This post is part 3 of 5 in our mini series titled 5 Fun Ways to Style Divi’s Audio Module. Stay tuned this week for all five unique examples of Divi’s Audio Module, with a tutorial on how to achieve each one!
There are all kinds of audio content that you may want to share on your website: your latest lyrics, instrumentals, or podcasts, for instance. Divi’s built-in audio module makes including these a breeze!
In today’s tutorial we show you how to style the Divi audio module like a podcast player.
- 1 Today’s Before & After: The Divi Audio Module as Podcast Player
- 2 How to Style Your Divi Audio Module as a Podcast Player
- 3 The Concept & Inspiration
- 4 Preparing the Design Elements
- 5 Implementing the Design with Divi
- 6 Section Settings
- 7 Row Settings
- 8 Audio Module Settings
- 9 Tomorrow: Part 4 – Rocking Color Blocking with the Divi Audio Module
Today’s Before & After: The Divi Audio Module as Podcast Player
Before we begin styling the audio module, let’s familiarize ourselves with the default feature. The clean, minimalist look would certainly suffice to showcase some sound bytes, but it’s always a good idea to tailor a design based on context–which is exactly what we are going to do today.
Here is the default version of the Divi audio module:
And here is the design concept we are going to be building today:
Just follow the steps I describe below to imitate this design, substituting image assets that best communicate your own brand.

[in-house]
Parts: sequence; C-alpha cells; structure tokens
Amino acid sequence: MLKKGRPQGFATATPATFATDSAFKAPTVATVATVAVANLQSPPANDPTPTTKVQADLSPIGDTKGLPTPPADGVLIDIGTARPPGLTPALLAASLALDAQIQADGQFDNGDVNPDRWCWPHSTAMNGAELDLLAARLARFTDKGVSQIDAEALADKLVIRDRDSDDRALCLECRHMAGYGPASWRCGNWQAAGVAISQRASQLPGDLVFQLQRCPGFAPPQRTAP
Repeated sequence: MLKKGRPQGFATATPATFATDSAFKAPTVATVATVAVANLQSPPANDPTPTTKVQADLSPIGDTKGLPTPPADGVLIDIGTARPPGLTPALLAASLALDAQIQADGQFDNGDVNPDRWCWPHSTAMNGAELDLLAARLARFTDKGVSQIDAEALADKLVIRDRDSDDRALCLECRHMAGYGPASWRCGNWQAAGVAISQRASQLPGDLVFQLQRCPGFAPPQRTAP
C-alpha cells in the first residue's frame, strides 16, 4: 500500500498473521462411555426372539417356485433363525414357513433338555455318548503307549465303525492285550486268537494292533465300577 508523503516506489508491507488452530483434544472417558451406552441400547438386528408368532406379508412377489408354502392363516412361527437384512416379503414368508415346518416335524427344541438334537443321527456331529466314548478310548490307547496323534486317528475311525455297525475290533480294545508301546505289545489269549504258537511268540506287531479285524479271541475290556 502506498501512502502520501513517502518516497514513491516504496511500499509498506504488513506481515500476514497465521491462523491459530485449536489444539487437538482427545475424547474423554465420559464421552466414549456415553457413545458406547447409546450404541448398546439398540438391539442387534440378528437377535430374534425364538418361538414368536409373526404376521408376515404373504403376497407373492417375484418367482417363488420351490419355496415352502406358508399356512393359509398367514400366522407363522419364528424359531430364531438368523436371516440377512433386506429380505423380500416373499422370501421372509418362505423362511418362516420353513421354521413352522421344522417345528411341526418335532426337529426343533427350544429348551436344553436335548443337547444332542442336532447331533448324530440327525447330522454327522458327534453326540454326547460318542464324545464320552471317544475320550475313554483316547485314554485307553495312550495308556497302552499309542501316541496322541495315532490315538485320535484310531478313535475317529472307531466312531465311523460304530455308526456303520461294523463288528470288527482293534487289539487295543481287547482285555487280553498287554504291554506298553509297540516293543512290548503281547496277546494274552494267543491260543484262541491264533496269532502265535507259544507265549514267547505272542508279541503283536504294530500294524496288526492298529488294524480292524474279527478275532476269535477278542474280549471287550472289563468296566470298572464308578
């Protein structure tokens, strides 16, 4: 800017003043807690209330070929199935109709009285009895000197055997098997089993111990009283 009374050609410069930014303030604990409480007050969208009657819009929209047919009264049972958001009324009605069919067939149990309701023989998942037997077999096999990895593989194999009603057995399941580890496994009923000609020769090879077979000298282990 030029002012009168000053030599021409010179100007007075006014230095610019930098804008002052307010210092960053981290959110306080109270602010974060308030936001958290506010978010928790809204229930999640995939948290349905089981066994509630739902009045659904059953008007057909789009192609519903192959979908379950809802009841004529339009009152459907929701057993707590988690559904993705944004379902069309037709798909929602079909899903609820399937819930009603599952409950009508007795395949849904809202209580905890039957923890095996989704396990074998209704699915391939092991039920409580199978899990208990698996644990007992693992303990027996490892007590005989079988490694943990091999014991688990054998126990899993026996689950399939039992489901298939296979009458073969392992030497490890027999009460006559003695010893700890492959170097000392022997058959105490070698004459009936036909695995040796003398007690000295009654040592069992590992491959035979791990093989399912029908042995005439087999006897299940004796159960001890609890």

How to Style Your Divi Audio Module as a Podcast Player
The Concept & Inspiration
Between the raw, vegan, and paleo movements, it’s clear that people are starting to pay closer attention to their diets. While scrolling through a stock photography website, I came across this photo–which spoke immediately to those initiatives, with its rustic color palette and home-grown feel. Even if your business or website isn’t food-centric, the layout and composition of this design works equally well with other image assets, so feel free to theme it differently.
Preparing the Design Elements
Because we accomplish much of this design with CSS, the number of image assets we need is limited to two. First is the section background image, which I downloaded from Unsplash here. I recommend sizing it down a bit; Unsplash provides high resolution photos that invariably slow down load time. To ensure that the image still looks good on retina devices, I recommend sizing it down to 1920 px by 1280 px in Photoshop or some other image-editing software.
Next, I created a simple podcast cover image in Adobe Photoshop, designed at 600 px by 600 px. Notice that part of the design hinges on the repetition of imagery, so if you use a different background image, be sure to incorporate it into your cover image as well.
To get the free font we used in the above graphic and install it on your computer, follow the following steps:
- Download Pacifico from Google Fonts
- Locate the downloaded file on your computer.
- Unzip or expand the folder.
- Double-click “Pacifico.ttf” and install the font.
- Locate it in your photo editing software as a font option. You may need to quick and re-start your photo editing app before it shows up.
Implementing the Design with Divi
The design we will be creating today is best suited to a podcast about cooking, gardening, or local produce, but it can be repurposed for anything–from software engineering to globe-trekking–depending on the images you choose. The important feature to note is the prominence of the podcast cover image. This allows users to recognize your show next time they are browsing the App Store!
This design has a basic architecture: it is composed of a single section, which houses a single-column row containing only the audio module.